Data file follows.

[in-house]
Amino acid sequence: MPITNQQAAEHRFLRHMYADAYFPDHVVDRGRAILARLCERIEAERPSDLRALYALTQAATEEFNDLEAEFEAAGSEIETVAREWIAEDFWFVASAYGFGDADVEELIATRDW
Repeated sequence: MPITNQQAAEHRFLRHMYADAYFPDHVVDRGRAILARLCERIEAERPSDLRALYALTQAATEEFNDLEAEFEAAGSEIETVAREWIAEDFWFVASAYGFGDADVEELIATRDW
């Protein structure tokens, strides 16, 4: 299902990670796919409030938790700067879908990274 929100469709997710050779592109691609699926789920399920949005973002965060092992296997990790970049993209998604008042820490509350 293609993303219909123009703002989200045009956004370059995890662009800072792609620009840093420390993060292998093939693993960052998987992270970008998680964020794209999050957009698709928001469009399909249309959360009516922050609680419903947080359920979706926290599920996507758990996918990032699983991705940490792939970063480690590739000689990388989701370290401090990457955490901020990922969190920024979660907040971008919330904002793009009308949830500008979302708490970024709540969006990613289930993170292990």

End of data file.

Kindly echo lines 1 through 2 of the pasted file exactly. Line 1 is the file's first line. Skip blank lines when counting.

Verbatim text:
[in-house]
Amino acid sequence: MPITNQQAAEHRFLRHMYADAYFPDHVVDRGRAILARLCERIEAERPSDLRALYALTQAATEEFNDLEAEFEAAGSEIETVAREWIAEDFWFVASAYGFGDADVEELIATRDW